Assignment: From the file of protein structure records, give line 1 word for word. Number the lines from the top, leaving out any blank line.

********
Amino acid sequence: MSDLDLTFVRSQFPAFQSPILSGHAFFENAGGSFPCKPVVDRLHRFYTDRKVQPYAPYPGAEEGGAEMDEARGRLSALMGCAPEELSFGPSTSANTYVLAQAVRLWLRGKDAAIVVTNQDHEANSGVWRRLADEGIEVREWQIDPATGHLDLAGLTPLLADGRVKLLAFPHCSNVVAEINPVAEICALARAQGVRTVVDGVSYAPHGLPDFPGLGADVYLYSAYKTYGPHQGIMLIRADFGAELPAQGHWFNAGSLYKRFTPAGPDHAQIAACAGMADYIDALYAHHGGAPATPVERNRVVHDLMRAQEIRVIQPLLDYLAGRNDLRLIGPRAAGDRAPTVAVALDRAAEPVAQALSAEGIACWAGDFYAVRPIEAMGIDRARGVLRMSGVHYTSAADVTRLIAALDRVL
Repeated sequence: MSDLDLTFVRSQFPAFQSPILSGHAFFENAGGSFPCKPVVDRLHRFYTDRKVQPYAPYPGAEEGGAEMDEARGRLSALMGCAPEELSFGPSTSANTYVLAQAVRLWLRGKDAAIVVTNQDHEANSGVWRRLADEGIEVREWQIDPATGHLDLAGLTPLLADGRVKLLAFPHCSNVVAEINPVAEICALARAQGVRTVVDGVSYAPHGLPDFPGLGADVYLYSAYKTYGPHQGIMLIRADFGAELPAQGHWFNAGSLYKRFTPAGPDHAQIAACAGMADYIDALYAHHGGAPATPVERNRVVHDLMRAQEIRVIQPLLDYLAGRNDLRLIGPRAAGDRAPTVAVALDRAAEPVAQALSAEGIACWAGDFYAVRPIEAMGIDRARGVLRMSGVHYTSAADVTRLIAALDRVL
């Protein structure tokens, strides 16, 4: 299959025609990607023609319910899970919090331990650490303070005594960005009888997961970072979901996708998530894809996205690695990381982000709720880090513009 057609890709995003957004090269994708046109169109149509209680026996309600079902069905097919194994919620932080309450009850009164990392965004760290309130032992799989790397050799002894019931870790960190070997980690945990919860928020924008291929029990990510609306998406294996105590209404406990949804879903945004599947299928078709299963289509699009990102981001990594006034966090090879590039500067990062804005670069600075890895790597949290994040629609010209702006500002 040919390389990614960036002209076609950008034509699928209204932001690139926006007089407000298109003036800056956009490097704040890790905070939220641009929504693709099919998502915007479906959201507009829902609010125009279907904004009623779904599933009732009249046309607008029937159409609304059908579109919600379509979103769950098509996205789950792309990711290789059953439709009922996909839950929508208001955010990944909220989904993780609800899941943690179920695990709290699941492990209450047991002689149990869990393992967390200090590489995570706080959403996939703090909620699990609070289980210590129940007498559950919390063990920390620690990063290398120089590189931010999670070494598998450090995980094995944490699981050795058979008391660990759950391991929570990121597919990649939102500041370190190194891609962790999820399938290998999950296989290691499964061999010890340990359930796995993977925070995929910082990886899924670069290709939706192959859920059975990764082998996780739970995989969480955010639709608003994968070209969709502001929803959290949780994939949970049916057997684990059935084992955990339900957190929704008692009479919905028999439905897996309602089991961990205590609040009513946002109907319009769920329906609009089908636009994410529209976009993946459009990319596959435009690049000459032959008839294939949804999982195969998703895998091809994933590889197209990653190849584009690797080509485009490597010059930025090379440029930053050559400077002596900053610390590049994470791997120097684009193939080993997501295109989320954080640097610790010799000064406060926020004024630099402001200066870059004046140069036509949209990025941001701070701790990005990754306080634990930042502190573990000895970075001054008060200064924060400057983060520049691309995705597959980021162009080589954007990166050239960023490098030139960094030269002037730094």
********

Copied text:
Amino acid sequence: MSDLDLTFVRSQFPAFQSPILSGHAFFENAGGSFPCKPVVDRLHRFYTDRKVQPYAPYPGAEEGGAEMDEARGRLSALMGCAPEELSFGPSTSANTYVLAQAVRLWLRGKDAAIVVTNQDHEANSGVWRRLADEGIEVREWQIDPATGHLDLAGLTPLLADGRVKLLAFPHCSNVVAEINPVAEICALARAQGVRTVVDGVSYAPHGLPDFPGLGADVYLYSAYKTYGPHQGIMLIRADFGAELPAQGHWFNAGSLYKRFTPAGPDHAQIAACAGMADYIDALYAHHGGAPATPVERNRVVHDLMRAQEIRVIQPLLDYLAGRNDLRLIGPRAAGDRAPTVAVALDRAAEPVAQALSAEGIACWAGDFYAVRPIEAMGIDRARGVLRMSGVHYTSAADVTRLIAALDRVL